Adhikaar – Nepal remains unsafe for return due to the continuing effects of the 2015 earthquake along with the current impacts of COVID-19 and recent flooding. There are approximately 10,160 Nepali TPS holders, but currently, TPS only applies to those who have been in the United States until June 24, 2015.
This is why we request for redesignation of TPS for Nepal. The Department of Homeland Security must redesignate Nepal, which could allow anyone who has fled conditions back home in Nepal and come to the United States until now, to apply for TPS (meaning 36,795+ additional people could be eligible for TPS if we win redesignation).
Not only is Nepal unsafe for return due to the continuing effects of a devastating earthquake, the ongoing political instability, and catastrophic flooding in 2017 have widened the cracks in Nepal’s infrastructure, leaving the country vulnerable to economic, political, and societal shocks.
After nearly 10 years of political turmoil after the overthrow of absolute monarchy, Nepal had finally managed to adopt a new constitution in 2015; however, Nepal has seen four different governments in the six years since then, and the instability continues – just on July 12, 2021, the Supreme Court of Nepal has ordered the reinstatement of the parliament and the change of government after months of infighting between various political parties.
Just this May, while some countries were on their way to COVID-19 recovery, Nepal hit its peak infection rate. The lack of health resources like beds and oxygen tanks has further exacerbated the issue. Health officials reported an incredible daily positivity rate of 50 percent, with infections rising from 150 people per day to over 9,300 per day in one month. Additionally, more recent flooding extreme monsoon rains and landslides across the country have displaced entire communities.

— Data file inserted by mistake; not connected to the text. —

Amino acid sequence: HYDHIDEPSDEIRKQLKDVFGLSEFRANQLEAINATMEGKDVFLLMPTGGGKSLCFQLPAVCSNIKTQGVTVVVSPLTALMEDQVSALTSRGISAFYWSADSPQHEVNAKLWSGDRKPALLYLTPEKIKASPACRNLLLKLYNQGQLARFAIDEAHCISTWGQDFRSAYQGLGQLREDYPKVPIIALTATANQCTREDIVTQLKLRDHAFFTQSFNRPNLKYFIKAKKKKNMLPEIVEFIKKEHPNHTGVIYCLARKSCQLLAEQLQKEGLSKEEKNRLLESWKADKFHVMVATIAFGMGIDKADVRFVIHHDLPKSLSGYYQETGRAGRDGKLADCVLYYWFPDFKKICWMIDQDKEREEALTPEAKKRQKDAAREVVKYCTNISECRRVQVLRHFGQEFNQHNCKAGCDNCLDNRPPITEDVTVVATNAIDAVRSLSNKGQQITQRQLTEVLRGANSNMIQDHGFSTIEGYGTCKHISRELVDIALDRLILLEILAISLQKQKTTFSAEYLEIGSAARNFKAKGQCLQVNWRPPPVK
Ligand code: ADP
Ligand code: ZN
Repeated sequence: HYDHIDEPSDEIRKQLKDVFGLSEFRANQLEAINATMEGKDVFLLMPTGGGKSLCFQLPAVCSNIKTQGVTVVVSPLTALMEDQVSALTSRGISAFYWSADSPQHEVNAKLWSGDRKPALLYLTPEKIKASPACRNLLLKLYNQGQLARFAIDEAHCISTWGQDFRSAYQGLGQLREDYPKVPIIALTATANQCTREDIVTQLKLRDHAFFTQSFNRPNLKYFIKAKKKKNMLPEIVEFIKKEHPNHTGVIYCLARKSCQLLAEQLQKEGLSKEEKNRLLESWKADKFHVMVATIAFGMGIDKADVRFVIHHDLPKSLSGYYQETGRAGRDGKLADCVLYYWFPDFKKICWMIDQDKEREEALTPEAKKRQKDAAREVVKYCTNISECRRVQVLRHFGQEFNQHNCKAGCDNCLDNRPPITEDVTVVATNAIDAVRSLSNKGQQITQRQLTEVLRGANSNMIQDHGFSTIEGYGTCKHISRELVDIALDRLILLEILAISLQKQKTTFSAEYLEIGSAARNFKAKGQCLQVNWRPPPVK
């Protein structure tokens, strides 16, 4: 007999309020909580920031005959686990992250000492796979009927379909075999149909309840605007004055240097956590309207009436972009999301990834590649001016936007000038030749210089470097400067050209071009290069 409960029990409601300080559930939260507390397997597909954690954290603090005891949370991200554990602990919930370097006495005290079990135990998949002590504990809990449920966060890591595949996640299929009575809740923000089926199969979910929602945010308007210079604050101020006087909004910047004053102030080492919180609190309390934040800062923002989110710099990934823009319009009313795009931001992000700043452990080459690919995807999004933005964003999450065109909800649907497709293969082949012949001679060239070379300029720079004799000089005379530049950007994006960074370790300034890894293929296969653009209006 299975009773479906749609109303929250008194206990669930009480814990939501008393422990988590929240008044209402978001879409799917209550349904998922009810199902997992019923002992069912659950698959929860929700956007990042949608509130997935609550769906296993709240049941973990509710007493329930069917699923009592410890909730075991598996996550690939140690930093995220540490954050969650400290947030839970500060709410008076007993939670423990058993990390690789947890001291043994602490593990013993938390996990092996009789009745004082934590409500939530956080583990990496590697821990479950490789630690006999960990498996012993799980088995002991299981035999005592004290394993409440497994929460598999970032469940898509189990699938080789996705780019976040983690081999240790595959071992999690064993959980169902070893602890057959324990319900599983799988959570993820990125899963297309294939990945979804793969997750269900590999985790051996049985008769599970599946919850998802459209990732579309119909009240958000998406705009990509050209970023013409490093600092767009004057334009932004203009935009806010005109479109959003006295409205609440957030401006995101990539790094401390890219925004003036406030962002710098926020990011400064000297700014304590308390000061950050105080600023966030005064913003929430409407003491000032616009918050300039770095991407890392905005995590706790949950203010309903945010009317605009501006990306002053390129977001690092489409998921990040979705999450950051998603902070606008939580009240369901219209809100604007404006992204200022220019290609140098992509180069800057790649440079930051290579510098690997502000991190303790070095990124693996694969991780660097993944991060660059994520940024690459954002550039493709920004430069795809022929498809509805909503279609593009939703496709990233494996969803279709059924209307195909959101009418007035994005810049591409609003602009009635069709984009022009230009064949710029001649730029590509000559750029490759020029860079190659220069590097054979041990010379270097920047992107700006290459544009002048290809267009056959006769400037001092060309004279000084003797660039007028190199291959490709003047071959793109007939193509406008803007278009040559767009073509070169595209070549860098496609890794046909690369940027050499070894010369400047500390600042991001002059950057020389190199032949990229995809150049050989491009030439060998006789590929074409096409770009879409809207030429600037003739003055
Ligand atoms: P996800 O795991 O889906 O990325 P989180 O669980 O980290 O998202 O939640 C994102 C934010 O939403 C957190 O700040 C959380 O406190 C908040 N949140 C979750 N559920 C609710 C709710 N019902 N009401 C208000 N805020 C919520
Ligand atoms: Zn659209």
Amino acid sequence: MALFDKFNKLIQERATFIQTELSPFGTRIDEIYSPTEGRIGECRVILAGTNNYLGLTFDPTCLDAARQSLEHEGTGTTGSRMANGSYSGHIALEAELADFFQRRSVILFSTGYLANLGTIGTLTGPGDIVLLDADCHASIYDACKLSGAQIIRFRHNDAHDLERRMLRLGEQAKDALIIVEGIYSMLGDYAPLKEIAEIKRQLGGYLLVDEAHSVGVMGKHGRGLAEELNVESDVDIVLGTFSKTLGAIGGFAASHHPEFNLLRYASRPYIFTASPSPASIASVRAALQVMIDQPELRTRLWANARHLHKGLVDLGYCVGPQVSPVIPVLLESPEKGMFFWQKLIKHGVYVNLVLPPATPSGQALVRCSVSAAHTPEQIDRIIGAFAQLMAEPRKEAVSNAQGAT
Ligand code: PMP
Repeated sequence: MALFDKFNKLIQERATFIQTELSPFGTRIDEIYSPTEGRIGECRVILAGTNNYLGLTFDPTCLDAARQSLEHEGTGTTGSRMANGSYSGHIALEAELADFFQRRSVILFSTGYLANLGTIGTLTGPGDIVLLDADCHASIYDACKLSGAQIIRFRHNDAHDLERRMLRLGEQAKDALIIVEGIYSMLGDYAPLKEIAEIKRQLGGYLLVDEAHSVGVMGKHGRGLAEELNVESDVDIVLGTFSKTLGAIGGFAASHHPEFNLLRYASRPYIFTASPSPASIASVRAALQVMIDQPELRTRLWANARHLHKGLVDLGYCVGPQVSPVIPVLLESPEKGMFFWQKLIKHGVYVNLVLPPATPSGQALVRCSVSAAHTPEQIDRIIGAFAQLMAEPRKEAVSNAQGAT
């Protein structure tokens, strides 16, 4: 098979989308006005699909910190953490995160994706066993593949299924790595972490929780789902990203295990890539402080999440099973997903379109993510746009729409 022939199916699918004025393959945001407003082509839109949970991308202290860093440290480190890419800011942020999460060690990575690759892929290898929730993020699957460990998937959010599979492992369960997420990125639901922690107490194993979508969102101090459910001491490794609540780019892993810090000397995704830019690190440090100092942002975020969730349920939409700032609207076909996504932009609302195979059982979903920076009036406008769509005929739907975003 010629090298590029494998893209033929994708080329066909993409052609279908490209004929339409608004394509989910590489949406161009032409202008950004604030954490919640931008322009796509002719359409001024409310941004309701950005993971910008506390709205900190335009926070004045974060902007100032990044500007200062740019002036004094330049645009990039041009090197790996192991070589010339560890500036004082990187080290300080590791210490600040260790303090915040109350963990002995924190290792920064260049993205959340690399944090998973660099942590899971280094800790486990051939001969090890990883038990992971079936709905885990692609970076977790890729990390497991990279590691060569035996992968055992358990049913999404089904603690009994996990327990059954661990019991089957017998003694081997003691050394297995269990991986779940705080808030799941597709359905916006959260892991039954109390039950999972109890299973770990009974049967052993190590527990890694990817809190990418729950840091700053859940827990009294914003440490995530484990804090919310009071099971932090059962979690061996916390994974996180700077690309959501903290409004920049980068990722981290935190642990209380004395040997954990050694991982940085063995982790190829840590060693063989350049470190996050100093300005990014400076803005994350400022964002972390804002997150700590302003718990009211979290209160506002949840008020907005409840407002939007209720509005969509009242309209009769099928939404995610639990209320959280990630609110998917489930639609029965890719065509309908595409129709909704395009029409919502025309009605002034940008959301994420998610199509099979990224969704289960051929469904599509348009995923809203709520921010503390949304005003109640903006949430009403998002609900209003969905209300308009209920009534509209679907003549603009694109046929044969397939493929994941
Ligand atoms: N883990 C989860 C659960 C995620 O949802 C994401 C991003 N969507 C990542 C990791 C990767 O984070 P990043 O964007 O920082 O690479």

Redesignation would not just benefit TPS holders, it would also benefit U.S. citizens and the United States as a whole. Extending TPS to thousands of Nepalis also protects thousands of U.S.-citizen children of Nepali TPS holders and prevents family separation. Current Nepali TPS holders have worked on the frontlines during the pandemic as doctors, nurses, health aides, grocery store clerks, restaurant workers, and package delivery personnel, keeping our country running, safe and healthy.
The humanitarian crisis in Nepal persists, and there is no possibility for these hardworking, essential Nepali immigrants to safely return at this time. Nepal is in no condition to receive the return of over 36,000 Nepalis and their families living in the United States. DHS Secretary Mayorkas must redesignate Nepal for TPS and extend vital humanitarian protection to those who need it.
In addition to Nepal, we encourage DHS to conduct a review for redesignation of all other countries currently with TPS protections.